Pretty in Pink: Rare Pink Hippo Photographed in Kenya

A French couple spotted a rare pink hippo in Kenya’s Masai Mara National Reserve. (Photo: Caters News Agency)

Last year brought us all kinds of crazy and crazy cute animals: Glow-in-the-dark turtles, the traveling Instagram dog, Burma the Adventure Cat, that adorable lion cub trying to roar, the cutest baby koala you’ve ever seen, and an incredible new species of giant tortoise discovered in the Galápagos.

And it looks like our good fortune is rolling right into 2016, with the spotting of an incredibly rare animal: the pink hippopotamus.

The pink skin is caused by a condition called leucism. (Photo: Caters News Agency)

As noted in the New York Post, the unusual rose-colored hippo was photographed by a French couple in Kenya’s Masai Mara National Reserve. And though the bathing beauty stands out from the crowd, that’s not necessarily a good thing for hippos. Their usual gray color allows them to blend in with the scenery and hide from predators; it also prevents sunburn.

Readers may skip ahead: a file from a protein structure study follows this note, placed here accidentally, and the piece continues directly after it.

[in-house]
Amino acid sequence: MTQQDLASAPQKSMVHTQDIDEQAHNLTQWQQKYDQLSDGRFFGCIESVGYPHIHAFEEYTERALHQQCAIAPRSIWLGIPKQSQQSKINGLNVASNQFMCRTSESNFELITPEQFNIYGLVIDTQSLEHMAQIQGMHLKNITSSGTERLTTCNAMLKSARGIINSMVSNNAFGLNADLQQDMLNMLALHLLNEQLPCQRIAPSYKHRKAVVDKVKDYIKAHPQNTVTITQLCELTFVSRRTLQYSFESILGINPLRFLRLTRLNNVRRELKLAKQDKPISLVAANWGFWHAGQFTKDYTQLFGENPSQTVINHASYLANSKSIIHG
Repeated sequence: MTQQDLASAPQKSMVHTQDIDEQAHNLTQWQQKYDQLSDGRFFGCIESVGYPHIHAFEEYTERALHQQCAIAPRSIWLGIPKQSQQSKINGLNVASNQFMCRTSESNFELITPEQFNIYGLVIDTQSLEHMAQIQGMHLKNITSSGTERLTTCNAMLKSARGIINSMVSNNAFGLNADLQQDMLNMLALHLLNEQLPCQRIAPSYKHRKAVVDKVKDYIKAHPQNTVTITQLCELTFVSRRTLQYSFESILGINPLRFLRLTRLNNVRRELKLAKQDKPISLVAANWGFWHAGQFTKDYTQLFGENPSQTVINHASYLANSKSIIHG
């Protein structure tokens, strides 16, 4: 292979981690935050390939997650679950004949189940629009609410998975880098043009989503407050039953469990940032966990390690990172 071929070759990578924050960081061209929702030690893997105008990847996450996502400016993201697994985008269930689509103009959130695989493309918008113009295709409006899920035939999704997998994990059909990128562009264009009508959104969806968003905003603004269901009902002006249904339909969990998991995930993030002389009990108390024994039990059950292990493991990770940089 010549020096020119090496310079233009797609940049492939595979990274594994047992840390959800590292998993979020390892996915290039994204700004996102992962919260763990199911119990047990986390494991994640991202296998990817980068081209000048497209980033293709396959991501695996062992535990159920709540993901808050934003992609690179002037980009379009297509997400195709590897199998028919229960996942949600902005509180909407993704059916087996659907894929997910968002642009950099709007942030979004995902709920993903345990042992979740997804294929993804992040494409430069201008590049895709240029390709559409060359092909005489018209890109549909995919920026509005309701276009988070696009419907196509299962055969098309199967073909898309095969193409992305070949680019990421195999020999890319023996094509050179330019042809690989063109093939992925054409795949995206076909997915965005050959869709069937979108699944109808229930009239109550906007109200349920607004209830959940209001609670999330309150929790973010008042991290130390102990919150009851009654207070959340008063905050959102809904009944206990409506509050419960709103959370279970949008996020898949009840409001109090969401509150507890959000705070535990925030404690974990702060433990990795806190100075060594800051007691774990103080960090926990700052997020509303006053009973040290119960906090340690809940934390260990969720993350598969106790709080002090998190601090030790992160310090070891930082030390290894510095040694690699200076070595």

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This hippo’s pink hue, with speckled gray spots, is the result of a condition called leucism, meaning a partial loss of pigmentation. This is different from being albino, in which an absence of melatonin prevents any color from being displayed throughout the body (including in the eyes). Leucism affects only the skin, scales, or feathers. That’s why this hippo’s eyes look as dark (and might we add, intelligent) as the rest of the herd.

Sadly, this pink hippo has a higher risk of being spotted by predators — hippos’ usual gray skin helps them blend in better with their surroundings. (Photo: Caters News Agency)

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